How does one be helpful? ASK!
There are always inner expectations (what I want to happen), and external expectations (what others want to happen). It’s a thing! If someone hasn’t asked for help, and you haven’t offered but decide to do something for that person without asking them – you’re taking a chance that your efforts may, or may not be aligned nor appreciated. This depends on what that person wants, and what you’ve done.
I have physical deficits, I own them. I have a hitch in my giddy-up, sometimes walk with a cane, and my fine motor movement provides me daily challenges with simple tasks like zipping up my coat. It doesn’t frustrate me as much as it frustrates others. For me it just is.
For those witnessing these moments of my life, some simply don’t know what to do, or how to react. With respect, as an adult – ask! I appreciate when people do.
I often fumble, and will try over and over… with respect, let me. I believe if you don’t use it you lose it, and my skills are on the edge. It’s my journey, I know you can probably zip my coat up for me, and it may get on your nerves to watch me fumble, with respect to healing my nerves – let me try! Until I ask you for help, or accept offered help – please respect my desire to do simple tasks of daily living for myself. I’m a walking work-around, and some day’s I make it look better than others.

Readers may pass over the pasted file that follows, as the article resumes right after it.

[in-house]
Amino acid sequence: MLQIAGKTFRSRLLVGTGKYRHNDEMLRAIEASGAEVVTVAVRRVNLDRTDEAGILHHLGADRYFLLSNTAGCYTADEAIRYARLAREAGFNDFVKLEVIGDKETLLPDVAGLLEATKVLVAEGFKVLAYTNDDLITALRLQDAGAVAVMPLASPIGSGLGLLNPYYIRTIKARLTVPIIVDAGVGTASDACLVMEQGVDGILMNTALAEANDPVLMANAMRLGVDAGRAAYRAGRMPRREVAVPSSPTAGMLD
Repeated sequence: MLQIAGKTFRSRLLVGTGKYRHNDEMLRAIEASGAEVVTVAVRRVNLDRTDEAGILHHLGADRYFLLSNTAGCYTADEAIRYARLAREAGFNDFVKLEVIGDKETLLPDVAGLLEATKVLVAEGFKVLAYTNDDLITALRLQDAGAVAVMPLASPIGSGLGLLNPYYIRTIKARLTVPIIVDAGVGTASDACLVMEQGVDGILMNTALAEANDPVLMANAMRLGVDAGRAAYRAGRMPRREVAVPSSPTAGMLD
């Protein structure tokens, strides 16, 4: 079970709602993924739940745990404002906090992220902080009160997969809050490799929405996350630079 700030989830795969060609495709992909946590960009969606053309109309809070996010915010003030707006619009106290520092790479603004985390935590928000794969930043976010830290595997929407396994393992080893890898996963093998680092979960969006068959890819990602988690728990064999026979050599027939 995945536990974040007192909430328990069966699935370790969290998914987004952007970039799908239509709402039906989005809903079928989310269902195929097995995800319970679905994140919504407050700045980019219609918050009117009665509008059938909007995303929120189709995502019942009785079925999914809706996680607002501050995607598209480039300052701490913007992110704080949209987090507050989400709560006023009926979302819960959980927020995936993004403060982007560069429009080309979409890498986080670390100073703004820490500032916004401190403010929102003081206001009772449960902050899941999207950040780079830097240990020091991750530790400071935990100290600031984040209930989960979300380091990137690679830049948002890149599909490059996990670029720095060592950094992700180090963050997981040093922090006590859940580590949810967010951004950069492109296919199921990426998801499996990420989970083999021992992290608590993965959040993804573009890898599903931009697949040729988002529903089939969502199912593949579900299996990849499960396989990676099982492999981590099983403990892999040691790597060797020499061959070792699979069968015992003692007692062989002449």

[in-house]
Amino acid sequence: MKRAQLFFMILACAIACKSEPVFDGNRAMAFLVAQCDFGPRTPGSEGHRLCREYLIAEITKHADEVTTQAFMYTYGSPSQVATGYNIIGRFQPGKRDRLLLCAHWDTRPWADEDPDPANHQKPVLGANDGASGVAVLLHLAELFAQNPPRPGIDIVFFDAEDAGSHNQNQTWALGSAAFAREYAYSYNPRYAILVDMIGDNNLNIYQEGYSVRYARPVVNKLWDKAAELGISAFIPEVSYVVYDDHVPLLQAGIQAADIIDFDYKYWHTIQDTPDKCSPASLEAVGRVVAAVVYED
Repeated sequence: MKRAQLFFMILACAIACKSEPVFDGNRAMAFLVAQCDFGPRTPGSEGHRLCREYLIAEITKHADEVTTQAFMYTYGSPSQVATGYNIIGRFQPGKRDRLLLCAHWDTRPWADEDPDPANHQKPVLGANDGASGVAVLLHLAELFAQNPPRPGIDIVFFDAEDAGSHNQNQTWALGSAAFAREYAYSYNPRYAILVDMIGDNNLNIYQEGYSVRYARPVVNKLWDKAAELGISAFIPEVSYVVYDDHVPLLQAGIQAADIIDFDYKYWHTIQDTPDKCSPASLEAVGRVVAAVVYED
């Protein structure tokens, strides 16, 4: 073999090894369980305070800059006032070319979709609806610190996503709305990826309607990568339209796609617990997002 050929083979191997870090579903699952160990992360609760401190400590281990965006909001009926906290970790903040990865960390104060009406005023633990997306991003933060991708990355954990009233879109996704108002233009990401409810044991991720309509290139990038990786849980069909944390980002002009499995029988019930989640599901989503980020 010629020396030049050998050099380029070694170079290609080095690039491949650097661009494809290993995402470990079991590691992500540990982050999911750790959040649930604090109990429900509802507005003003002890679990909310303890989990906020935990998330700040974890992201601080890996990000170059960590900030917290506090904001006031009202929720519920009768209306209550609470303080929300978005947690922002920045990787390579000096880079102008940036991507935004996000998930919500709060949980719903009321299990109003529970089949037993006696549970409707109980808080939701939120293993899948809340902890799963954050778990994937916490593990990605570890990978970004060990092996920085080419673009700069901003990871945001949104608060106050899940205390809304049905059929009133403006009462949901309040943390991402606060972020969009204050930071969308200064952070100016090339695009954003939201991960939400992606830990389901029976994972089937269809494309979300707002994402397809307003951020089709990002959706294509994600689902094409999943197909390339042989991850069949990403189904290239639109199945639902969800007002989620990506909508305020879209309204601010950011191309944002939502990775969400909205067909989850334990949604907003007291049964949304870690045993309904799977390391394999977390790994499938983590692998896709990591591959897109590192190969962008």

I’ve learned how to ask for help, and I often accept offered help if appropriate. However, if I’d like to something myself, let me!
Some just don’t get it. A good example of this is putting my coat on. I’ve had people push my fumbling hands out-of-the-way to zip up my coat for me – without asking if I need any help, of if they can touch me. WHOA! My reaction is often sharp.
Consent is an interesting thing.
If my fine-motor skills make you uncomfortable, I’m ok with you watching me fumble. And if you’d like to help me, asking is the only appropriate thing to do.
It’s simple – if you don’t ask, injecting yourself is not always helpful, nor appreciated. And all your good intentions won’t change that!
So… this brings me to my painting, my art therapy. Painting has been part of my world since childhood, and was re-introduced as another way to get on my own nerves in an occupational therapy kind of way – it’s simple: mixing paint and painting works my fine-motor movement. That whole if you don’t use it you’ll lose it philosophy. So with that… more paint! I finished another fluid acrylic dirty flip cup pour on a 10″ x 20″ gallery wrapped canvas (posted with my water mark).